Note that I added or moved a couple of words (in bold) for flow.

Here’s the revised version:

I was drinking a cup of Earl Grey when the explosion went off. I leapt from my seat and, like a fool, ran outside to investigate. Just as I reached the bottom step of the front porch, a huge, flaming hunk of debris landed in front of me.

The intense heat sent me flying onto the stone steps. In a panic, my eyes darted across the sky to see if more flaming chunks were headed my way. And who do you think I saw floating up there but Zeus, the Greek god.

“Er, apologies old chap,” he said. “I seem to have dropped a lightning bolt. Dreadfully sorry. Won’t happen again.”

Though 172 homes were destroyed and property damage was over a billion dollars, I think a guy who fesses up to his mistakes has already paid his debt to society.

No hard feelings, boss daddy.

What I did here was tighten up a so-so little vignette. If I really wanted this story to grab people, I’d have started it this way:

The explosion knocked my tea cup from the table…


Writing Tip # 72 – “As Such” does not mean “Therefore”

Greetings readers, writers, and orangutans with internet.

I see this one a lot in news articles, non-fiction books, and corporate documents … People using “as such” in place of Therefore, Thus, or As a result. That’s not what it means.

Example of such misuse from a fictional sports article:

“Luigi McGregor leads the National League with 73 home runs this season. As such, he is due for a substantial raise on his current salary of six bucks an hour.”

The problem with this construction is that the first sentence explains what Luigi did, not what he is.

“As such” is another way of saying, “Since he is that thing I just described.” Therefore, the imaginary writer of the above sports article is telling us that Luigi is either the National League, 73 home runs, or a baseball season. I guess it’s our choice.

To use “as such” correctly, the writer would have to say this:

“Luigi McGregor is the National League leader with 73 home runs this season. As such, he is due for a substantial raise on his current salary of six bucks an hour.”

Here, Luigi is described as the home run leader in the NL. In other words, my topic (Luigi) is a thing (NL home run leader). As such a thing, he is due for a raise.

More examples:

Bruce Springsteen is one of the most popular recording artists in America. As such, he should easily be able to sell out Giants Stadium.

Godzilla is a 200-foot-tall monster that spits atomic fire and tramples cities. As such, he has a hard time meeting women.

“Therefore” would have been acceptable in all these instances as well, but it is not interchangeable with “As such.” The latter only works when a topic is described as a thing, be it one of America’s most popular recording artists or a 200-foot tall monster.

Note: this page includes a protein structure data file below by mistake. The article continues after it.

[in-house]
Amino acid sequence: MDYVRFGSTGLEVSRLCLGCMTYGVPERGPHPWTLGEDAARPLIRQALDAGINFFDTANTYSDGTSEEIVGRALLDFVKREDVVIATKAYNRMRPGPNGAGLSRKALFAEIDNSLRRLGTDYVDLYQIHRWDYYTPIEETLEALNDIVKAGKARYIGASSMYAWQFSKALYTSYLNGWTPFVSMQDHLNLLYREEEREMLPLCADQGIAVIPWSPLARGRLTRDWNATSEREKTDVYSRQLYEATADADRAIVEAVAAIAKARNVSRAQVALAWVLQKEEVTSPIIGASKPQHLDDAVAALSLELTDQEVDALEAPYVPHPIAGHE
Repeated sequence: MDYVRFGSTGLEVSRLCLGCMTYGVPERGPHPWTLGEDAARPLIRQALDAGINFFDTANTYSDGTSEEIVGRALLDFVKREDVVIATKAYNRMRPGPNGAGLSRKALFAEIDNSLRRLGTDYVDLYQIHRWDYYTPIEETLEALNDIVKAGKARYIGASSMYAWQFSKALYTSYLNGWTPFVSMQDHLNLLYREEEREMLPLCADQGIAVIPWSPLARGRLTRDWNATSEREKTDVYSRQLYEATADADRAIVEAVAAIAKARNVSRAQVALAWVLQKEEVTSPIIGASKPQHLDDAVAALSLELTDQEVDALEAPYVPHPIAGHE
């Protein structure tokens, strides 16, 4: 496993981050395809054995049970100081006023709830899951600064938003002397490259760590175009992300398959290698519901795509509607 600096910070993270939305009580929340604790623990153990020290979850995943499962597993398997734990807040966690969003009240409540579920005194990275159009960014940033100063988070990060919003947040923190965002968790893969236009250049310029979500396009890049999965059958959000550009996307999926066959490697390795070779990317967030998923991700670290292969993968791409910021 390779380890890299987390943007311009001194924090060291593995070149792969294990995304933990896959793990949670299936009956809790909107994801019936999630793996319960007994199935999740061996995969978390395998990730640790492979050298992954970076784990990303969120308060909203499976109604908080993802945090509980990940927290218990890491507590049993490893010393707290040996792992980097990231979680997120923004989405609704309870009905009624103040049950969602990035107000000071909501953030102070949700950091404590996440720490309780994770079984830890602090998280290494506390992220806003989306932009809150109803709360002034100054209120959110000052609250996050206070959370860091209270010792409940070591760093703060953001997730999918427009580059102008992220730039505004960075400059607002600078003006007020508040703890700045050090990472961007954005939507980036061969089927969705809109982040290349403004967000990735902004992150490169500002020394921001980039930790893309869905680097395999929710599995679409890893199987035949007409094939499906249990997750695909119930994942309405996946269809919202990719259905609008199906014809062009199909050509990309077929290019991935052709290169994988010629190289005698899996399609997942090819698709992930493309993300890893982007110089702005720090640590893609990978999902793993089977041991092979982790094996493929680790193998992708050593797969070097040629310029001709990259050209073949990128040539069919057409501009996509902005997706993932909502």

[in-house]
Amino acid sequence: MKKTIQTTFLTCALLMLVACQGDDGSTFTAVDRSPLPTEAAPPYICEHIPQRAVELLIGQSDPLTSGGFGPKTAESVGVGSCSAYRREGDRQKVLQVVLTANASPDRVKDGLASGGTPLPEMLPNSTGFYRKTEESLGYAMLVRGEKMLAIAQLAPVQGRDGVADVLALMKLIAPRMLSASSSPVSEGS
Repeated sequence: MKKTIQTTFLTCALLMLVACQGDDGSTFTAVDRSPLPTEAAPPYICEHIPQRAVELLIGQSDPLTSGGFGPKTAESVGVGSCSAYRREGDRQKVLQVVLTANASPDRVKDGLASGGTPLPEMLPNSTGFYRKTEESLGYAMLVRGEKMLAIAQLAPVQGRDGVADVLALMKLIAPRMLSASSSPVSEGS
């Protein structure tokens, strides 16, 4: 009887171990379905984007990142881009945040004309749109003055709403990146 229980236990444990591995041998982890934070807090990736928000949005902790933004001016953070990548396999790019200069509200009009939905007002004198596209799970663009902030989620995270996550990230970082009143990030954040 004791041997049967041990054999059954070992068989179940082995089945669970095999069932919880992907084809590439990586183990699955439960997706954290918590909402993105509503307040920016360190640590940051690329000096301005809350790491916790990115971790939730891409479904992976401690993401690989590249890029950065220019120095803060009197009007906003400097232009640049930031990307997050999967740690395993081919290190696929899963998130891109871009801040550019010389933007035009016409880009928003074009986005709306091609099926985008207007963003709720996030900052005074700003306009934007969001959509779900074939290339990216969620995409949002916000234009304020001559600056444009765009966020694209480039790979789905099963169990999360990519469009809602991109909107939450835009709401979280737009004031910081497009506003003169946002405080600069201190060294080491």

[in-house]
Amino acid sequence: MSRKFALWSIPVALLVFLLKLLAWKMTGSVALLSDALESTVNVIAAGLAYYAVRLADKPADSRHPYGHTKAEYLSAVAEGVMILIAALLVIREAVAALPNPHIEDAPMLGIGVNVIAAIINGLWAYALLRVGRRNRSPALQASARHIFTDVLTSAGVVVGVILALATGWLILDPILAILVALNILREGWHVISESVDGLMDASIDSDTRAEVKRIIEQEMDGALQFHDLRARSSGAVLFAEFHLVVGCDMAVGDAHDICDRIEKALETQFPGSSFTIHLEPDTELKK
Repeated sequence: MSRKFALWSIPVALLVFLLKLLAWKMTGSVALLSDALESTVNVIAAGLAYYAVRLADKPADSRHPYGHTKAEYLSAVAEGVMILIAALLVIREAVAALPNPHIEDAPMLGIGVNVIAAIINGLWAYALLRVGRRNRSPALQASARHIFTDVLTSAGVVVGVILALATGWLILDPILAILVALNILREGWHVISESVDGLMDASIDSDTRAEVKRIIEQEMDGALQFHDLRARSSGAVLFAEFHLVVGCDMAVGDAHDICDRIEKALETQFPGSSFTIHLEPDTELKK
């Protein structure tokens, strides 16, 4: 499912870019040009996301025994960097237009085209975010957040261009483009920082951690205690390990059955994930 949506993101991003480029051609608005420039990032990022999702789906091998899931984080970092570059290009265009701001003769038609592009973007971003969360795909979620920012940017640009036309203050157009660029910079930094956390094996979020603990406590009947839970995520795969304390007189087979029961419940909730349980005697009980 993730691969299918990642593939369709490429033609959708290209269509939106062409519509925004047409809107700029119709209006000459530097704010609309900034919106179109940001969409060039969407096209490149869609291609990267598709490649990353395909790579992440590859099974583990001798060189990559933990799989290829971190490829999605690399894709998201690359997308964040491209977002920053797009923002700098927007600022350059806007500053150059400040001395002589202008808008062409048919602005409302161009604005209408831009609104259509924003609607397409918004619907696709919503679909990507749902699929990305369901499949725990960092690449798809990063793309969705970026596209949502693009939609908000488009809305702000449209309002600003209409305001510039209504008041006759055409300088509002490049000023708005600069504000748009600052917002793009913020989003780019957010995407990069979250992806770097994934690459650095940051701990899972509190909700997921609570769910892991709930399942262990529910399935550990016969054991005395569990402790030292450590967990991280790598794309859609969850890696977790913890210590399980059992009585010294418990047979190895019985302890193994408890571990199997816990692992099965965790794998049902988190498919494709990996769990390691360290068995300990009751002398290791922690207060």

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Thanks for reading. Next week I’ll explain how to wash your basement with a live goldfish.


Activate your sentences

 

The emotionally powerful climax of "Wuthering Heights."

 

Today I discuss active writing, which means you should use at least three exclamation points at the end each sentence and must type with ‘Caps Lock’ engaged. Also, when you get stuck, blow something up. Active writing has lots of explosions, even if you are doing a period mystery set in the servants’ quarters of a Victorian manor. Don’t worry if they didn’t have plastic explosives back then. The important thing is –

[Editor’s note: Sorry, my cat was walking on the keyboard and accidentally typed that. Since cats know nothing about literature, please ignore him. The real bit about active writing is below]

*** *** *** *** *** ***

There are better ways to arrange this sentence.

I can start by axing “there are” from the beginning. And every other sentence I ever write, since “there are” and “there is” suck the life out of whatever follows. By using them, you’re warning your readers to expect passive constructions the rest of the way.

In my opening sentence above, “there” is a passive placeholder for my subject, ways to arrange. Why bother sticking a dull abstraction in the beginning? Just lead with the subject and type, “Ways to arrange this sentence better there are.”

Wait a minute. That sounds ridiculous! Maybe I need to rethink the whole thing. I’ll start by asking, What am I trying to accomplish? Well, I’m trying to fix that sentence, so I should probably move the word “sentence” forward. And I know from reading my last blog post that fewer words are usually better than more words. Which words do I need?

I need sentence and better, plus some verbs or something. How about:

“This sentence could be better.”

Not bad, but better is relative (better than what?) and could is a wishy washy, like I’m not sure. When a word has more than one meaning and you’re not aiming for a clever play on words, find a more specific term. My goal is to improve the opening sentence, so why don’t I just use improve instead of better? And could is for when you are weighing options (We could follow the 2012 elections, or we could run face-first into a brick wall and get the same experience). Can is more confident, and confidence is convincing to a reader. Thus: